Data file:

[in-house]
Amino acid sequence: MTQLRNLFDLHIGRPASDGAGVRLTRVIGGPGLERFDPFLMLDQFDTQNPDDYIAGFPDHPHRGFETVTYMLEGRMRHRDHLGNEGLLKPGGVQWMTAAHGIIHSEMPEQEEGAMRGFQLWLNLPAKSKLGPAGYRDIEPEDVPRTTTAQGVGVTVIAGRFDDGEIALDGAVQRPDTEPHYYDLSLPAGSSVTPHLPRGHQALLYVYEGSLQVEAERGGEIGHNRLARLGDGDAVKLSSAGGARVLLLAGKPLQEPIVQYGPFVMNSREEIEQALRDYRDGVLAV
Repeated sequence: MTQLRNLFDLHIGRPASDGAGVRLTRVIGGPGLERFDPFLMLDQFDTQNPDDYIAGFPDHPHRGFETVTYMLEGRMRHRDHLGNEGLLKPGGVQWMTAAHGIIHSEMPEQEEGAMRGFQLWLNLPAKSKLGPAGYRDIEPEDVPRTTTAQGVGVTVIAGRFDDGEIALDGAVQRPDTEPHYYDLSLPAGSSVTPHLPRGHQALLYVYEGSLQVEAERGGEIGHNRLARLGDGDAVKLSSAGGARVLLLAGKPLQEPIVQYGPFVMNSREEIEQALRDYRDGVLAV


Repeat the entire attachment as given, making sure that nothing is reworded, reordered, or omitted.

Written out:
[in-house]
Amino acid sequence: MTQLRNLFDLHIGRPASDGAGVRLTRVIGGPGLERFDPFLMLDQFDTQNPDDYIAGFPDHPHRGFETVTYMLEGRMRHRDHLGNEGLLKPGGVQWMTAAHGIIHSEMPEQEEGAMRGFQLWLNLPAKSKLGPAGYRDIEPEDVPRTTTAQGVGVTVIAGRFDDGEIALDGAVQRPDTEPHYYDLSLPAGSSVTPHLPRGHQALLYVYEGSLQVEAERGGEIGHNRLARLGDGDAVKLSSAGGARVLLLAGKPLQEPIVQYGPFVMNSREEIEQALRDYRDGVLAV
Repeated sequence: MTQLRNLFDLHIGRPASDGAGVRLTRVIGGPGLERFDPFLMLDQFDTQNPDDYIAGFPDHPHRGFETVTYMLEGRMRHRDHLGNEGLLKPGGVQWMTAAHGIIHSEMPEQEEGAMRGFQLWLNLPAKSKLGPAGYRDIEPEDVPRTTTAQGVGVTVIAGRFDDGEIALDGAVQRPDTEPHYYDLSLPAGSSVTPHLPRGHQALLYVYEGSLQVEAERGGEIGHNRLARLGDGDAVKLSSAGGARVLLLAGKPLQEPIVQYGPFVMNSREEIEQALRDYRDGVLAV